I’m not here to get into politics, nor to discuss the merits and demerits of cutting Social Security. What I do want to say is that America’s churches have a golden opportunity to step up to the plate and assume their biblically mandated responsibility once again. If every church in America took financial responsibility for replacing any cuts to Social Security for just five of their widows, that would be 1.5 million widows the church would be helping.
Replacing for its widows the money the government cuts from Social Security may sound like a radical concept. But it’s not a radical biblical concept. It’s just the church doing what the church is supposed to do.
This post first appeared in
Learn how to mobilize your men’s ministry to meet every pressing need in your church here.

Monday, April 01, 2019

UnPlanned Movie Surprises Hollywood

The Pure Flix movie, UnPlanned, opened with a surprisingly strong box office this weekend. With the proliferation of new movie and television outlets, faith-based media options are now more popular than ever. Families currently enjoy the freedom to bypass the previous limited options coming out of Hollywood and are able to choose their own entertainment offerings. Companies such as Pure Flix, offer streaming media available in monthly package deals. (
The controversial pro-life movie, UnPlanned, was expected to bring in approximately $3Million this weekend but instead opened with a surprising $6M opening weekend. What does this trend portend for the traditional Hollywood media outlets? Watch UnPlanned trailer here...

Sunday, December 30, 2018

Holy Sexuality

Dynamic Dads recommends this new work by Moody Bible Institute professor Christopher Yuan:
Holy Sexuality by Christopher Yuan

Thursday, September 22, 2016

The Ridiculous Crusade for Gender-Neutral Toys

(a very interesting article from: Acculturated Magazine)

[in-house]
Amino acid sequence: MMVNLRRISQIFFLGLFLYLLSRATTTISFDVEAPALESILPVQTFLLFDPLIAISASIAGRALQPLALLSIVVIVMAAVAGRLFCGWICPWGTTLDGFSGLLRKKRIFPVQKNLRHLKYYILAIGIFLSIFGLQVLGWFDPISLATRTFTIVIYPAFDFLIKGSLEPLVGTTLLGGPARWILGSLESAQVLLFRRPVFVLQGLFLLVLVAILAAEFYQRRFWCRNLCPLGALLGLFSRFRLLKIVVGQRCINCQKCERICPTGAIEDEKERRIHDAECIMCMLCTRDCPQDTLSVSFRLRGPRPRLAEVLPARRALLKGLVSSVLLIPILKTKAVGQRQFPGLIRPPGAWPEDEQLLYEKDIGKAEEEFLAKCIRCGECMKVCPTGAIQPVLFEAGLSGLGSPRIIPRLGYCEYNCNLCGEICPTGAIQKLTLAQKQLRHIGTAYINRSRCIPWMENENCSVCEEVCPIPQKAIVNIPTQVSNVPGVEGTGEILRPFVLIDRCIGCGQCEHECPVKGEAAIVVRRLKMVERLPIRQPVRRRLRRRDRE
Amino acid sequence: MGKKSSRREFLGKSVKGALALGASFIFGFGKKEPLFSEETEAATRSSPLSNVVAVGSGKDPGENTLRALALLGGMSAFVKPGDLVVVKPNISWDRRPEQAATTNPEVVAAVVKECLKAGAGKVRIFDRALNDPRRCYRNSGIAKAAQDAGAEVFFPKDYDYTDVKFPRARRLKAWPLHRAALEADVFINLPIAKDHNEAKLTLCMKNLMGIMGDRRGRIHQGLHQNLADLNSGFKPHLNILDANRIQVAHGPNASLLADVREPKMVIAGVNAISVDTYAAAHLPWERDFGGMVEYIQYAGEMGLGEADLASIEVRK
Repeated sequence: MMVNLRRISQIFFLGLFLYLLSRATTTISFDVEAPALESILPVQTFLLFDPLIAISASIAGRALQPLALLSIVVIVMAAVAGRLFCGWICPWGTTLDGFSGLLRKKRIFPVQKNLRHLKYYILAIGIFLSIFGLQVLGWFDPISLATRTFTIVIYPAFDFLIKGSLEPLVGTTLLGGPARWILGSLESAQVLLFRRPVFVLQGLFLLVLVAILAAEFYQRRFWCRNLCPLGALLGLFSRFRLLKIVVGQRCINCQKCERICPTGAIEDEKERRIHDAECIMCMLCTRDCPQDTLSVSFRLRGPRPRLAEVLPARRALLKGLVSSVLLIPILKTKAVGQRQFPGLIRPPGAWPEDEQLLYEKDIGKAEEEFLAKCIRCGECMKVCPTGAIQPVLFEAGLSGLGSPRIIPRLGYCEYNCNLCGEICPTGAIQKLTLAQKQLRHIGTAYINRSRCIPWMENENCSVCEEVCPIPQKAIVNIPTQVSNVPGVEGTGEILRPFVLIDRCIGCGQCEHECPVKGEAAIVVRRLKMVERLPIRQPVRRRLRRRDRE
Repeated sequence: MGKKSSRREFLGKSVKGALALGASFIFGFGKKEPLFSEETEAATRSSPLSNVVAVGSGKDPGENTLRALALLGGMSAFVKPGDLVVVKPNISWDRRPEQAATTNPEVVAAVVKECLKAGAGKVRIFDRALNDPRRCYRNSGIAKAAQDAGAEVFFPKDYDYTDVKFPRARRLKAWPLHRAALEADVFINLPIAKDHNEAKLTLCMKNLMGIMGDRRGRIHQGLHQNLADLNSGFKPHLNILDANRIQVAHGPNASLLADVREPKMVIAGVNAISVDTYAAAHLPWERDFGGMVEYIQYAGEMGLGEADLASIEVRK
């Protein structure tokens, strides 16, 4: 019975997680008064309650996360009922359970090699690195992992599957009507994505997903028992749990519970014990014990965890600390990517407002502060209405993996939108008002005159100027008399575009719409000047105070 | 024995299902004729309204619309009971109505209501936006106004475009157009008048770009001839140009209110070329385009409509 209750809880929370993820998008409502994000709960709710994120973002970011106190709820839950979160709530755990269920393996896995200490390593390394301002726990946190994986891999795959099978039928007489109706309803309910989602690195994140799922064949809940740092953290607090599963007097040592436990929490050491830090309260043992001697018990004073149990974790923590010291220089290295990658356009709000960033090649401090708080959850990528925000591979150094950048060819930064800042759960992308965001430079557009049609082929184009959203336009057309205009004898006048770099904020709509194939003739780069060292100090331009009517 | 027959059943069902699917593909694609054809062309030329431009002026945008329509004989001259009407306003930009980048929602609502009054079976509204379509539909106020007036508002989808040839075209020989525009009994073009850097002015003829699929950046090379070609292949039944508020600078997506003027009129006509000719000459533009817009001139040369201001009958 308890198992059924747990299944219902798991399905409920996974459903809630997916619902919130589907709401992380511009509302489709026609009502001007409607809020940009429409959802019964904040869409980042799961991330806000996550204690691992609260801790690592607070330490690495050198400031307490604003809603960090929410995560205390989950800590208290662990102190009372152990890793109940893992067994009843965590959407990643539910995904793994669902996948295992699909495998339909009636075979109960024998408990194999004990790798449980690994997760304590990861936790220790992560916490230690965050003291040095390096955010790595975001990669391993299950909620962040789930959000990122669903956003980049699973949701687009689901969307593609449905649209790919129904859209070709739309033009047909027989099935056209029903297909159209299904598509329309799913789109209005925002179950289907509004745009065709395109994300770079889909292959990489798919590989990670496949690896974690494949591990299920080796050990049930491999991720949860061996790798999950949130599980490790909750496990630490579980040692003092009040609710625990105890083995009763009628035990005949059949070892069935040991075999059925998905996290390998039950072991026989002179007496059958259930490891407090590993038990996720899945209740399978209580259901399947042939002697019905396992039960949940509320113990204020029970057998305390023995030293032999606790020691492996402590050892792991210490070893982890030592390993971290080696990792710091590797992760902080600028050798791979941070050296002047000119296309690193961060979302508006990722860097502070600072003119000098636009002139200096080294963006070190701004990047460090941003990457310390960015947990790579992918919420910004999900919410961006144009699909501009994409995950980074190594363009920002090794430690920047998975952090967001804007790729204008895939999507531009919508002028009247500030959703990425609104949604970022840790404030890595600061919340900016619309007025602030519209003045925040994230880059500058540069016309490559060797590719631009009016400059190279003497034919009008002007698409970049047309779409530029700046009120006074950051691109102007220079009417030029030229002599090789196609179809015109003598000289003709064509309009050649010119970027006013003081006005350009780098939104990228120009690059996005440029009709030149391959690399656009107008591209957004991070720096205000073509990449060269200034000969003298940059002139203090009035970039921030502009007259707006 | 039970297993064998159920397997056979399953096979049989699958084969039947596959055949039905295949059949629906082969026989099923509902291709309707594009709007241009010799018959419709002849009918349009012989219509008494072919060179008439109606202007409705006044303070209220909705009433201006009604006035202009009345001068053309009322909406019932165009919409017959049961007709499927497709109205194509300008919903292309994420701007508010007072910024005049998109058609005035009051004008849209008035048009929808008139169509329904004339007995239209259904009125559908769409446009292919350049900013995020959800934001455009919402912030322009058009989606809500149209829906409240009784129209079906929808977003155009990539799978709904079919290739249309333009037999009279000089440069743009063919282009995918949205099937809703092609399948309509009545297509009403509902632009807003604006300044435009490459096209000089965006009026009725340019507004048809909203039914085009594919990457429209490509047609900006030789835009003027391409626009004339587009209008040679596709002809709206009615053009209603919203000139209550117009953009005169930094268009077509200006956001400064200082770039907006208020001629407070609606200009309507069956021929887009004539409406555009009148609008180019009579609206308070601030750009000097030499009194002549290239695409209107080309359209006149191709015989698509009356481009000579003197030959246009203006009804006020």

Parenting: The Ridiculous Crusade for Gender-Neutral Toys (By: Jonathan V. Last) Gender-neutral toys Christina Hoff Sommers—who literally wrote the book on the war on boys—notes that there’s a movement afoot to de-gender toys. Target has pulled the “boys” and “girls” labeling from their toy aisles. The White House recently hosted a “summit” on the perils of gender-specific toys. Time proclaims that “the next generation of kids will play with gender neutral toys.” This is crazy on two counts. First, the kind of people who obsess about gender-neutral toys don’t, as a demographic fact, have many children. In America these days, childbearing tends to be the counter-cultural province of people who aren’t social justice warriors. Second, even if you give kids gender neutral toys, they’ll gender the heck out of them on their own. Trust me, I know. In my house, we’re basically hippie parents. We don’t read Dag Hammarskj√∂ld to the kids at bedtime, but we do use a “peace rose” to, as the consultants say, facilitate reconciliation following interpersonal conflict. We favor natural fibers for linens and clothing, occasionally have family meetings where we whiteboard our concerns, and are suckers for the organic food scam. The kids go to a hippie Montessori school where they “choose their own work” and don’t get grades. And we’ve always favored the kind of constructive, creative toys that the non-gender toy people love. Not on purpose, mind you—this wasn’t an ideological decision, it just sort of happened. My son has never owned a single action figure and my daughters own only one Barbie doll, which was a gift from a relative close enough that we couldn’t return it. Yet it turns out that gender stereotypes exist for a reason. When he was four, our eldest, a boy, discovered that sticks make for highly effective swords. Later he realized that the removable flag from the Safety Turtle was an even better weapon, since it could be used as a sword, spear, or lance. Every time he went outside he made himself a weapon and went off to battle imaginary villains. His sisters, meanwhile, gravitated toward decidedly less aggressive play. They use sticks as fairy wands and carry little Ziploc baggies of glitter which they sprinkle as “pixie dust.” In their games, there are no “bad guys,” only perilous situations— “Don’t fall off that cliff!”—where they have to help one another with their “magic.” Over the years we’ve noticed that whenever a “non-gendered” toy is introduced into their habitat, the kids appropriate it along stereotypically gendered lines. Example: A few years ago there was a Rainbow Loom craze, where kids took tiny rubber loops and wove them into bracelets. Everyone was doing it. We bought thousands of the things for our kids. The girls wove bracelets that they collected and gave to their friends. The boy also wove bracelets—until he realized that he could use the rubber loops to weave a long elastic cord that he was then able to tie to a flexible piece of wood. He used the Rainbow Loom to build a workable bow. He never made another bracelet. rainbow loom We never taught our kids any of this stuff. They just arrived at it on their own. Because—I understand that this is a radical concept—boys and girls are different. As I stare at my children’s play room right now, here are the toys I see: A 5-foot-tall cloth teepee; a large set of Magna-Tiles; a Q-Ba-Maze; Moluk Bilibos (which are even weirder than whatever you’re picturing right now); and about 30,000 Legos. Like I said, we’re hippies. moluk bilibo Here is what the children do with those toys: All of them use the teepee, the girls as a “fairy house” and the boy as a fort. The girls use the Magna-Tiles to build interesting geometric shapes. The boy most recently used the pieces from the Q-Ba-Maze—which is a modular marble-maze contraption—to build a “laser blaster.” And when it comes to Legos? The girls spend hours designing princess castles and houses, with intricate rooms for their Lego minifigures. The boy has created a series of fighter jets, each one with more missiles and cannons and bombs than the last. One of the oddities of modern life is that polite society currently insists that you are “born this way” if you are homosexual or misgendered. But when it comes to boys who like to play with swords and build fighter jets? For some reason, this is viewed as a societal construct that should be eradicated so that they’ll want to play with dolls. As we’ve discovered at my house, this is a project that’s doomed to fail.